Examples from the Web for aphonia
Each time on her disappearance he had an attack of aphonia, inability to utter a sound of any kind.Psychotherapy|James J. Walsh
The same may be said of feigned insanity, aphonia, deaf-mutism, and loss of memory.Aids to Forensic Medicine and Toxicology|W. G. Aitchison Robertson
In these cases there is marked stridor both on inspiration and expiration, but no aphonia.
It would cheer me considerably to learn that gobblers occasionally suffer from aphonia or speechlessness.The Red Cow and Her Friends|Peter McArthur
Both wounds gradually healed; but aphonia—the voice being reduced to a whisper—existed when the man left the regimental hospital.A Treatise on Gunshot Wounds|Thomas Longmore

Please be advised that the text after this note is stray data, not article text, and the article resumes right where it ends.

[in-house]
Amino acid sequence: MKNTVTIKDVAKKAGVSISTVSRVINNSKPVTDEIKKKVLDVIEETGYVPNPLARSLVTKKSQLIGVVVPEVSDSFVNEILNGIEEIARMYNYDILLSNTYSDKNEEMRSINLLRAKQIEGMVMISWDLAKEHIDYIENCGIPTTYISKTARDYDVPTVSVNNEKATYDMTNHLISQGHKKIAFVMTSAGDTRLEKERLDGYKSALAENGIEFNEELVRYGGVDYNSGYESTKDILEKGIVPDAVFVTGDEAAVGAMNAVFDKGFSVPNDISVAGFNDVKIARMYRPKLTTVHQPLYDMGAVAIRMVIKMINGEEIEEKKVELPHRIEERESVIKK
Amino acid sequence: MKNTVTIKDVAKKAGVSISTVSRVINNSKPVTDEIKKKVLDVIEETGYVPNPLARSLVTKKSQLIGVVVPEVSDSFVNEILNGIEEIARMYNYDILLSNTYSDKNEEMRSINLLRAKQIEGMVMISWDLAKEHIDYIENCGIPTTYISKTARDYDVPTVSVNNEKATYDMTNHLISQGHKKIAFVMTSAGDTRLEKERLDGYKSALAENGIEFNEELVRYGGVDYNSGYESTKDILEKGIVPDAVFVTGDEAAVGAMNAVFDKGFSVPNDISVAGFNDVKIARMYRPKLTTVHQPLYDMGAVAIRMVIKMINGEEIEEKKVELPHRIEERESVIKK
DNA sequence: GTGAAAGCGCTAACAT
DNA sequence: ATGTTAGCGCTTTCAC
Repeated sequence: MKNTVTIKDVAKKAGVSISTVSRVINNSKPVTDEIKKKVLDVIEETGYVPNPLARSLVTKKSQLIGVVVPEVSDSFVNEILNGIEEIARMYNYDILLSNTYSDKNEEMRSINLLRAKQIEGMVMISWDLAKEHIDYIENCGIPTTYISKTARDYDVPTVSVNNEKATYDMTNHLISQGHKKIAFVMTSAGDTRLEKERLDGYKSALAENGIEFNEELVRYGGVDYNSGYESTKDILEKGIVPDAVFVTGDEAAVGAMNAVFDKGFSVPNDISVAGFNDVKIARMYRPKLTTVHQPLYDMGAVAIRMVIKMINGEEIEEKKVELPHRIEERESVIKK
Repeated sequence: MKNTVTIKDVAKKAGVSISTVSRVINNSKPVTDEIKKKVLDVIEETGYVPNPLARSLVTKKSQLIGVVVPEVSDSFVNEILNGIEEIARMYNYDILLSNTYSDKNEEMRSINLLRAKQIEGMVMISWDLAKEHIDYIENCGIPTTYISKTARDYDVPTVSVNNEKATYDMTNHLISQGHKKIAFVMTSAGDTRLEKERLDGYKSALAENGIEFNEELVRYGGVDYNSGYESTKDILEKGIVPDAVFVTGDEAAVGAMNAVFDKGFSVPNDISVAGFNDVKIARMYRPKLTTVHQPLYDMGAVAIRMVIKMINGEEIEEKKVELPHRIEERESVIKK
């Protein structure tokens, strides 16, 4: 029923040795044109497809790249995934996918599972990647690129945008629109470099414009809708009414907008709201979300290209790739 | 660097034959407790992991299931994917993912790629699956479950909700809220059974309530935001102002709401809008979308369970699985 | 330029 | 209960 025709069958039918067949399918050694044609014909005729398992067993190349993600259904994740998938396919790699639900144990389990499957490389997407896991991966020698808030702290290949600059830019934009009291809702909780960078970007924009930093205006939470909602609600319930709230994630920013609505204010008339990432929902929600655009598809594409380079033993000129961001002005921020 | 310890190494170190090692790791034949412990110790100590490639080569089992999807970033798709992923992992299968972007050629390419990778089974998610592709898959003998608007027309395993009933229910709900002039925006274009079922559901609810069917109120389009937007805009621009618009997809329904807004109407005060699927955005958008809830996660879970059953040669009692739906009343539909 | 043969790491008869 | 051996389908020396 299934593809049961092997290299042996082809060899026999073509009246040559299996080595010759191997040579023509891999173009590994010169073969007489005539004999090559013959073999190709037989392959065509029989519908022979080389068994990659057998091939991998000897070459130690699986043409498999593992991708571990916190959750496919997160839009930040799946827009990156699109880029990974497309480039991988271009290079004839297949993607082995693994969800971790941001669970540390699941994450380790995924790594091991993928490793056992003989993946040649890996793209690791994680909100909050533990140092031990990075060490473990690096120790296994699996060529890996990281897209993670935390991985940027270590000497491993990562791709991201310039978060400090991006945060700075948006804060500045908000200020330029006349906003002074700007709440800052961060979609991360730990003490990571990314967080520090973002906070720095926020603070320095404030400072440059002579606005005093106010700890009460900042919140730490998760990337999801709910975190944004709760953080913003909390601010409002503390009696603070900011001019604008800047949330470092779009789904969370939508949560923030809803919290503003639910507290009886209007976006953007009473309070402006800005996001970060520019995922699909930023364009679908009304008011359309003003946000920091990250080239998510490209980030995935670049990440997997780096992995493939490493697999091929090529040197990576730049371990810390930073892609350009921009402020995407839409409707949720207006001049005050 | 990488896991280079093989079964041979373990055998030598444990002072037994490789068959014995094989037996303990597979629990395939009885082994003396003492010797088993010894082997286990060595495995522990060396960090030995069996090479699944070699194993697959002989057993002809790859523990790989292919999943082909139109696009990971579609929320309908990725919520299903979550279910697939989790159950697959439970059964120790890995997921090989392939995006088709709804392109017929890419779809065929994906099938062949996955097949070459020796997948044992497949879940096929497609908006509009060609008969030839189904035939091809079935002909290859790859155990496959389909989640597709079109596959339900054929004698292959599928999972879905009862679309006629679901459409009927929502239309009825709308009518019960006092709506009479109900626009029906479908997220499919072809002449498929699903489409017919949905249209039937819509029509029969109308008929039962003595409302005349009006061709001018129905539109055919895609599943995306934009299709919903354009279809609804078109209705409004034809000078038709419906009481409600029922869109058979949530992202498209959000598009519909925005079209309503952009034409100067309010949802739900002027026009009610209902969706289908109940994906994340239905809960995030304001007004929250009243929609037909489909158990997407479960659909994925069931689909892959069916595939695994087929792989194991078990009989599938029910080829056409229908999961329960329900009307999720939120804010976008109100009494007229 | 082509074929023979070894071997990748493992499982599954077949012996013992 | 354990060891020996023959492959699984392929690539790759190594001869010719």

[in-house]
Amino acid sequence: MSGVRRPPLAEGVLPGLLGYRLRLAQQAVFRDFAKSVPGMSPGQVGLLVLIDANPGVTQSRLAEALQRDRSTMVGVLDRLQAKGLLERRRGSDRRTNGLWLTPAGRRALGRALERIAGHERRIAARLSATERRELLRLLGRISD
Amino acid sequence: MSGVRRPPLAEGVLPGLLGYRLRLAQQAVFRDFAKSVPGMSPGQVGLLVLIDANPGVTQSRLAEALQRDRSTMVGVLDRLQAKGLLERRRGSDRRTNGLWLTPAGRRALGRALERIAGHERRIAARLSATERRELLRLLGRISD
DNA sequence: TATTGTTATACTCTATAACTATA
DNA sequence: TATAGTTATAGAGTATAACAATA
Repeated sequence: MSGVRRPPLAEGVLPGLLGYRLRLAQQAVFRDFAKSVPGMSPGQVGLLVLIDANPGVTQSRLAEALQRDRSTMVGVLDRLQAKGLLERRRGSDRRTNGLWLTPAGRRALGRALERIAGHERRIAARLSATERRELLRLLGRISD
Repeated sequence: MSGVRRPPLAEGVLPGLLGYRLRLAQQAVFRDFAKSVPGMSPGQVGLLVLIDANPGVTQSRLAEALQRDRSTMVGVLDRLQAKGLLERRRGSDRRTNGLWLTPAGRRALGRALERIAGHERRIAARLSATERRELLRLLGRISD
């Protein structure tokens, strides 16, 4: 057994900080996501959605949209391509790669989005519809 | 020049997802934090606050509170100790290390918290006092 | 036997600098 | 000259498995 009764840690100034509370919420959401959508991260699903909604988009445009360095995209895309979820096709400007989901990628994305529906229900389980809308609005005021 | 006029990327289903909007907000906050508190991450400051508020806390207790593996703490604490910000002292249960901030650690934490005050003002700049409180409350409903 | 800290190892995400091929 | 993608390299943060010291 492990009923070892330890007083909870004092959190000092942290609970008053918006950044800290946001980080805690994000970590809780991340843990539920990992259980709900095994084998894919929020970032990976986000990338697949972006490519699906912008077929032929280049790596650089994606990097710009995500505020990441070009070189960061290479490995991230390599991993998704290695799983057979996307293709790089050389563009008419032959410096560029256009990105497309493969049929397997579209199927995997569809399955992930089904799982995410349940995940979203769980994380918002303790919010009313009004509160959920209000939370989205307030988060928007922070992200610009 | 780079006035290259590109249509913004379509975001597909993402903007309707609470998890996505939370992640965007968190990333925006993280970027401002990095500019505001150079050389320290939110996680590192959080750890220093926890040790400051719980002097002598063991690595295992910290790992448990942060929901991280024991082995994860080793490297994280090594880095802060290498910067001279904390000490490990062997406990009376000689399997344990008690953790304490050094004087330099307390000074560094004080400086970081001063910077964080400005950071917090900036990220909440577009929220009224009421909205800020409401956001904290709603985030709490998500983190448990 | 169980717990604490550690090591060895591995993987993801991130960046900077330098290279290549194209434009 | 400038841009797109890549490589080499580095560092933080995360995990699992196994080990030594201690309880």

British Dictionary definitions for aphonia
Word Origin for aphonia
Word Origin and History for aphonia
"want of voice, loss of voice, having no sound," 1719, from Modern Latin aphonia, from Greek aphonia "speechlessness," noun of quality from aphonos "voiceless," from a-, privative prefix (see a- (3)), + phone "voice" (see fame (n.)). Less-common anglicized form aphony is attested from 1827.